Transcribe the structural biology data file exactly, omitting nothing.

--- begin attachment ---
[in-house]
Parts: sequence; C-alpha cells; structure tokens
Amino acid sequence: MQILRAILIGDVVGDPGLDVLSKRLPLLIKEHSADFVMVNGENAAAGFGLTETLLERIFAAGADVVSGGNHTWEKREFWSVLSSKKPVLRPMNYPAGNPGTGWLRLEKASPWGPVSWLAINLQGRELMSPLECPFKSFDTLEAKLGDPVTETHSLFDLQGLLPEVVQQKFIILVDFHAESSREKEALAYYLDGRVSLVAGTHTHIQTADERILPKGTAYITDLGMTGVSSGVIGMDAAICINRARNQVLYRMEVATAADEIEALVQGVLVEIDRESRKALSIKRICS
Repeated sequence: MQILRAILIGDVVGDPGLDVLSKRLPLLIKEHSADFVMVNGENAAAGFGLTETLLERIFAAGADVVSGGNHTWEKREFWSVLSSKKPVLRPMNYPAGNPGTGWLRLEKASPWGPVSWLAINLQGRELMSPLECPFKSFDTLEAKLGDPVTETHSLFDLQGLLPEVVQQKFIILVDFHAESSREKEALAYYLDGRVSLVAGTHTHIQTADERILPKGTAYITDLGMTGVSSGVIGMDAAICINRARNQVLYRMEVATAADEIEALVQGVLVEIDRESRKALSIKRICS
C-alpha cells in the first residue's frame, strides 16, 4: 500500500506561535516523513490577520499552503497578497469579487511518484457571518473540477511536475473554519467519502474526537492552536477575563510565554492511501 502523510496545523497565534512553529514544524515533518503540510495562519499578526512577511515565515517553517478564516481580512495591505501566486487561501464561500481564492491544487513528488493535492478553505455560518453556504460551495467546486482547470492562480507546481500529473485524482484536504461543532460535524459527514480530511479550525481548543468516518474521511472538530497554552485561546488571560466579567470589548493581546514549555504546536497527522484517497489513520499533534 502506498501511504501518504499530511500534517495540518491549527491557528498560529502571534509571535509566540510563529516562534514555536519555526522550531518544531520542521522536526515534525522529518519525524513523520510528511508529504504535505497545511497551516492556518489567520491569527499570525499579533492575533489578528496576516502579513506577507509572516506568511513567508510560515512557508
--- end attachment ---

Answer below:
[in-house]
Parts: sequence; C-alpha cells; structure tokens
Amino acid sequence: MQILRAILIGDVVGDPGLDVLSKRLPLLIKEHSADFVMVNGENAAAGFGLTETLLERIFAAGADVVSGGNHTWEKREFWSVLSSKKPVLRPMNYPAGNPGTGWLRLEKASPWGPVSWLAINLQGRELMSPLECPFKSFDTLEAKLGDPVTETHSLFDLQGLLPEVVQQKFIILVDFHAESSREKEALAYYLDGRVSLVAGTHTHIQTADERILPKGTAYITDLGMTGVSSGVIGMDAAICINRARNQVLYRMEVATAADEIEALVQGVLVEIDRESRKALSIKRICS
Repeated sequence: MQILRAILIGDVVGDPGLDVLSKRLPLLIKEHSADFVMVNGENAAAGFGLTETLLERIFAAGADVVSGGNHTWEKREFWSVLSSKKPVLRPMNYPAGNPGTGWLRLEKASPWGPVSWLAINLQGRELMSPLECPFKSFDTLEAKLGDPVTETHSLFDLQGLLPEVVQQKFIILVDFHAESSREKEALAYYLDGRVSLVAGTHTHIQTADERILPKGTAYITDLGMTGVSSGVIGMDAAICINRARNQVLYRMEVATAADEIEALVQGVLVEIDRESRKALSIKRICS
C-alpha cells in the first residue's frame, strides 16, 4: 500500500506561535516523513490577520499552503497578497469579487511518484457571518473540477511536475473554519467519502474526537492552536477575563510565554492511501 502523510496545523497565534512553529514544524515533518503540510495562519499578526512577511515565515517553517478564516481580512495591505501566486487561501464561500481564492491544487513528488493535492478553505455560518453556504460551495467546486482547470492562480507546481500529473485524482484536504461543532460535524459527514480530511479550525481548543468516518474521511472538530497554552485561546488571560466579567470589548493581546514549555504546536497527522484517497489513520499533534 502506498501511504501518504499530511500534517495540518491549527491557528498560529502571534509571535509566540510563529516562534514555536519555526522550531518544531520542521522536526515534525522529518519525524513523520510528511508529504504535505497545511497551516492556518489567520491569527499570525499579533492575533489578528496576516502579513506577507509572516506568511513567508510560515512557508